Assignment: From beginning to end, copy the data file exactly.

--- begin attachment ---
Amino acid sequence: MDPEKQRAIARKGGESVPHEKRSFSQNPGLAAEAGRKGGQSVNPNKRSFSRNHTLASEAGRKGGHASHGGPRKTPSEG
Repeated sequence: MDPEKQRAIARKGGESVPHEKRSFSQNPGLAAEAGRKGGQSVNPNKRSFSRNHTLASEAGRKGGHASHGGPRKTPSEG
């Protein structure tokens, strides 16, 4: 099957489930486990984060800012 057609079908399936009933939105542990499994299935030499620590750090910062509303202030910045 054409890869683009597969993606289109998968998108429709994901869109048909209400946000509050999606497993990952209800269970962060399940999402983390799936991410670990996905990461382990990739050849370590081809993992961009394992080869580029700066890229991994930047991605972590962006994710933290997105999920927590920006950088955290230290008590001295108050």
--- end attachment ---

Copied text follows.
Amino acid sequence: MDPEKQRAIARKGGESVPHEKRSFSQNPGLAAEAGRKGGQSVNPNKRSFSRNHTLASEAGRKGGHASHGGPRKTPSEG
Repeated sequence: MDPEKQRAIARKGGESVPHEKRSFSQNPGLAAEAGRKGGQSVNPNKRSFSRNHTLASEAGRKGGHASHGGPRKTPSEG
């Protein structure tokens, strides 16, 4: 099957489930486990984060800012 057609079908399936009933939105542990499994299935030499620590750090910062509303202030910045 054409890869683009597969993606289109998968998108429709994901869109048909209400946000509050999606497993990952209800269970962060399940999402983390799936991410670990996905990461382990990739050849370590081809993992961009394992080869580029700066890229991994930047991605972590962006994710933290997105999920927590920006950088955290230290008590001295108050």